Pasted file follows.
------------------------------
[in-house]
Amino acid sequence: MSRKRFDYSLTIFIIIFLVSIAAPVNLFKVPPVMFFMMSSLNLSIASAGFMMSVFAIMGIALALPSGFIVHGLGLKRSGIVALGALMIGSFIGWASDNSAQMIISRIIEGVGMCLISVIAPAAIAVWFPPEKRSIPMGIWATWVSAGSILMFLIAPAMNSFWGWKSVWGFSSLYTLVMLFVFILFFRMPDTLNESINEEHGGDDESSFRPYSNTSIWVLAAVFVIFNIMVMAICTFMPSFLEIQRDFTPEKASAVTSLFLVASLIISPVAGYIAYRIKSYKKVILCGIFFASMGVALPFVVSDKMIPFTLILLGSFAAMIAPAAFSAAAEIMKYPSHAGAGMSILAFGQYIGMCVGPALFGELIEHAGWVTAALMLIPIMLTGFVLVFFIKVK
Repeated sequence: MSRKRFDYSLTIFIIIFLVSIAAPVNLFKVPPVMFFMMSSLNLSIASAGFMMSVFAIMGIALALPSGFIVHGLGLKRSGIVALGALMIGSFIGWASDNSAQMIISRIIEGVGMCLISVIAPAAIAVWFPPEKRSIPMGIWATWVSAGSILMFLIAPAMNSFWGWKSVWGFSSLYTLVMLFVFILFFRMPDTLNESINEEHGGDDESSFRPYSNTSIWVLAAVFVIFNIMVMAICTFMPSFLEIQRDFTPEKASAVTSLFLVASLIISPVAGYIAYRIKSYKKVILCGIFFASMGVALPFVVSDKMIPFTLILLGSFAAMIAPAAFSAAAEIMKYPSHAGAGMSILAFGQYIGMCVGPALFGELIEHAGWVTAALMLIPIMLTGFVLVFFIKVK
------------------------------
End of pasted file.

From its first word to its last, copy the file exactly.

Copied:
[in-house]
Amino acid sequence: MSRKRFDYSLTIFIIIFLVSIAAPVNLFKVPPVMFFMMSSLNLSIASAGFMMSVFAIMGIALALPSGFIVHGLGLKRSGIVALGALMIGSFIGWASDNSAQMIISRIIEGVGMCLISVIAPAAIAVWFPPEKRSIPMGIWATWVSAGSILMFLIAPAMNSFWGWKSVWGFSSLYTLVMLFVFILFFRMPDTLNESINEEHGGDDESSFRPYSNTSIWVLAAVFVIFNIMVMAICTFMPSFLEIQRDFTPEKASAVTSLFLVASLIISPVAGYIAYRIKSYKKVILCGIFFASMGVALPFVVSDKMIPFTLILLGSFAAMIAPAAFSAAAEIMKYPSHAGAGMSILAFGQYIGMCVGPALFGELIEHAGWVTAALMLIPIMLTGFVLVFFIKVK
Repeated sequence: MSRKRFDYSLTIFIIIFLVSIAAPVNLFKVPPVMFFMMSSLNLSIASAGFMMSVFAIMGIALALPSGFIVHGLGLKRSGIVALGALMIGSFIGWASDNSAQMIISRIIEGVGMCLISVIAPAAIAVWFPPEKRSIPMGIWATWVSAGSILMFLIAPAMNSFWGWKSVWGFSSLYTLVMLFVFILFFRMPDTLNESINEEHGGDDESSFRPYSNTSIWVLAAVFVIFNIMVMAICTFMPSFLEIQRDFTPEKASAVTSLFLVASLIISPVAGYIAYRIKSYKKVILCGIFFASMGVALPFVVSDKMIPFTLILLGSFAAMIAPAAFSAAAEIMKYPSHAGAGMSILAFGQYIGMCVGPALFGELIEHAGWVTAALMLIPIMLTGFVLVFFIKVK